Born and raised in Hurricane, West Virginia, (pronounced HER-kin, Essie jokes), she says her father is a stock broker and her mother worked, first, for a coal resource consultant group, and then for the AARP. Essie muses that there might be something in the waters of her hometown: it’s that musically rich.

“Our church had so many talented singers, then at high school, we had a competitive show choir, and that’s what really pushed me into music,” she says. “I loved show choir so much, I wanted to lead a choir.”

She went to Marshall University in Huntington, West Virginia, to pursue a degree in music education, but completed her undergraduate studies with a double major in both music and special education in 2014.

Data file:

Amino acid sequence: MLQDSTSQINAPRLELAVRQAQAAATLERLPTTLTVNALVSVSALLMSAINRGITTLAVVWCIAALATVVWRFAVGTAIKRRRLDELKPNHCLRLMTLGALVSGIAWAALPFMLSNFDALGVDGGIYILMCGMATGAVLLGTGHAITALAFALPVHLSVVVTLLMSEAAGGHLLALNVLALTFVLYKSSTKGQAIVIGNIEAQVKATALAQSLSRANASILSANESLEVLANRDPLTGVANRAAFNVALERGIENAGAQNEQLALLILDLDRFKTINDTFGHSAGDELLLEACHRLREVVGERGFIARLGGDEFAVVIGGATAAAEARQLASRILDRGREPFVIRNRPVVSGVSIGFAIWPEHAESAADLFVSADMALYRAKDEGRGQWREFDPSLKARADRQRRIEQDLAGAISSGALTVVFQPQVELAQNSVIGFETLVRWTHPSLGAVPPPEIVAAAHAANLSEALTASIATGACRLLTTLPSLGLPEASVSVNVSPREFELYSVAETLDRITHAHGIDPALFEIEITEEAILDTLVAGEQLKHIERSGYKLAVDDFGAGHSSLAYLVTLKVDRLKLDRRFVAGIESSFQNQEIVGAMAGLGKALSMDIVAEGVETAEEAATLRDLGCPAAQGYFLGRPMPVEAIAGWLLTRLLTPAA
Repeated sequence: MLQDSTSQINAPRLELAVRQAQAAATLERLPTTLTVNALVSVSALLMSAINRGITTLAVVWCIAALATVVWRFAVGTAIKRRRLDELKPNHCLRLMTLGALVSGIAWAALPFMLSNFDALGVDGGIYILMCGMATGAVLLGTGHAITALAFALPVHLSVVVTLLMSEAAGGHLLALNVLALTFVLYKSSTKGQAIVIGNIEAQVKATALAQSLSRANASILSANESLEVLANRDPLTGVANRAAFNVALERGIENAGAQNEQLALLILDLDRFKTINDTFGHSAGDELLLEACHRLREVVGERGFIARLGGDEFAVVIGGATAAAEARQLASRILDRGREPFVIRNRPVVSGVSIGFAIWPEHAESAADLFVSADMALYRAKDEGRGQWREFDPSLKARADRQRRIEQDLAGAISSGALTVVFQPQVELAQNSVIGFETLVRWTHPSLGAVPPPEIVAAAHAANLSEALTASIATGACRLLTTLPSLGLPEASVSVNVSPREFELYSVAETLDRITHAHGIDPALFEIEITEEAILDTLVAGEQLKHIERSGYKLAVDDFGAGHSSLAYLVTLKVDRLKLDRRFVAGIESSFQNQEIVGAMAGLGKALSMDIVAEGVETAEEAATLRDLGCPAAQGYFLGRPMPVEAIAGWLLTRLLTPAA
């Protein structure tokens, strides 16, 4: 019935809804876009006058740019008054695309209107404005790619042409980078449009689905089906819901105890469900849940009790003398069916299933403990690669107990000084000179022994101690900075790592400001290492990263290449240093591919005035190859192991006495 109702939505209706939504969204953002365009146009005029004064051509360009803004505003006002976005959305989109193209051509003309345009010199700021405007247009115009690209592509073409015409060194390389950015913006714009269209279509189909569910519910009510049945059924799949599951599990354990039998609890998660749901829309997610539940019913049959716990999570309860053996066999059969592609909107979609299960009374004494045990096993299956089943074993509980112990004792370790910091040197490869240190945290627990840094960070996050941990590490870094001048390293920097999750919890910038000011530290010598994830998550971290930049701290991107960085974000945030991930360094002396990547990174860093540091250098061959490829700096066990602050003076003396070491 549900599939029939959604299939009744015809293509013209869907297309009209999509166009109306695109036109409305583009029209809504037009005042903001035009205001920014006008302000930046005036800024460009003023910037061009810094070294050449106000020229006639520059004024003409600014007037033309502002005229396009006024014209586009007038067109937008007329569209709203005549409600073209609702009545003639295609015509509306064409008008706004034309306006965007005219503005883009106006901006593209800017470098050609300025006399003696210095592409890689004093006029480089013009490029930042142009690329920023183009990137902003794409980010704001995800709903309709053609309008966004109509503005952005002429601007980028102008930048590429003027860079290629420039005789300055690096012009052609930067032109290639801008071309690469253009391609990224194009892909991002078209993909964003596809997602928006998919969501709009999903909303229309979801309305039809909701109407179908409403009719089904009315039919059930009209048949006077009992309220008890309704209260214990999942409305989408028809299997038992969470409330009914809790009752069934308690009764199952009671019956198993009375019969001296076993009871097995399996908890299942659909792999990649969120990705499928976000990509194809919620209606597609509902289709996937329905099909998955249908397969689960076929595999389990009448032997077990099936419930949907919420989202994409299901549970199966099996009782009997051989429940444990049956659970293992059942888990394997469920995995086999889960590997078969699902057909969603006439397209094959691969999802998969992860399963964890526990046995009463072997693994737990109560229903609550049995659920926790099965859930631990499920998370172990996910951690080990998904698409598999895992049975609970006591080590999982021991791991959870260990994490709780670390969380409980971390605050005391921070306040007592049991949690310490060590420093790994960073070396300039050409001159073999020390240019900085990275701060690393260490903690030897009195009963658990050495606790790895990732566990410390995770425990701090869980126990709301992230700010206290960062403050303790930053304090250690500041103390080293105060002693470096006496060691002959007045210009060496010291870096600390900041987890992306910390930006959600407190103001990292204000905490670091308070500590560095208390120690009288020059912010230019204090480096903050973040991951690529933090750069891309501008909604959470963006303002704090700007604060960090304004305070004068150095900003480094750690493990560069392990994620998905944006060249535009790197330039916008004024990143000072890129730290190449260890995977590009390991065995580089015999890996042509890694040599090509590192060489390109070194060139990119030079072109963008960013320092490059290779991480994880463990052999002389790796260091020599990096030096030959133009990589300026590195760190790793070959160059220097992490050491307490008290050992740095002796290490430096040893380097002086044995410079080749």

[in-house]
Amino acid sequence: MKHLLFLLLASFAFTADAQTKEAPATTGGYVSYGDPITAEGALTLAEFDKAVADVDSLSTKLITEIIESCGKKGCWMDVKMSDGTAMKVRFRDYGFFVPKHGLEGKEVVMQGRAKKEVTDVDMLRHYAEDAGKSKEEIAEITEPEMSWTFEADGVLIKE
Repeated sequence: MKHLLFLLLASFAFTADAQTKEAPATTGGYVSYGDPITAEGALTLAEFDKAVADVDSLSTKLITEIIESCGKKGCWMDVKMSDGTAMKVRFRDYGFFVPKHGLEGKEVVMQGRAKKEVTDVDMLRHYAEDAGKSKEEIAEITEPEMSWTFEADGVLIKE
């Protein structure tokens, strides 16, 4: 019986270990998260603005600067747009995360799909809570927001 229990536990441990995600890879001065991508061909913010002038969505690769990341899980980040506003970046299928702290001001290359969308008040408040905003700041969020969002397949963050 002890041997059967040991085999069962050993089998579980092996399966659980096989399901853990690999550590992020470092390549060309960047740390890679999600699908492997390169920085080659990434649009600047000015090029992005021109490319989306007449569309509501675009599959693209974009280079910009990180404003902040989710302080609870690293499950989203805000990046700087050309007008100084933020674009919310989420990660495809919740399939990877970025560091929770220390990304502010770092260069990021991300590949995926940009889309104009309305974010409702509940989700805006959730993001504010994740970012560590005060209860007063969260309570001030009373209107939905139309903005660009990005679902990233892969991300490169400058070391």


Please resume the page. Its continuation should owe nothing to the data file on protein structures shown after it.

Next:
Thanks to her mother, who regularly took young Sarah to the symphony, she had loved instrumental classical music since childhood, but at college she found herself immersed in all aspects of vocal music, from opera to Gregorian chant.

“I’d always learned to sing by ear, so I picked up on classical pretty well,” Essie says. “The more I learned, the more success I had, and I just kept going forward.”

For graduate school, she had her eye on quite a few schools, focusing on a handful of renowned voice teachers. Westminster stood out though, even among all those other choices.

“Just being on campus, I felt it was a very rich environment,” she says. “I knew the studies would be rigorous, but if you graduated from Westminster, people would know you were at a certain level.”

“Westminster’s faculty is world-class, and must have had some 10 different people I would have loved to study with,” she adds. “I was most excited to study with internationally known opera singer Sharon Sweet.”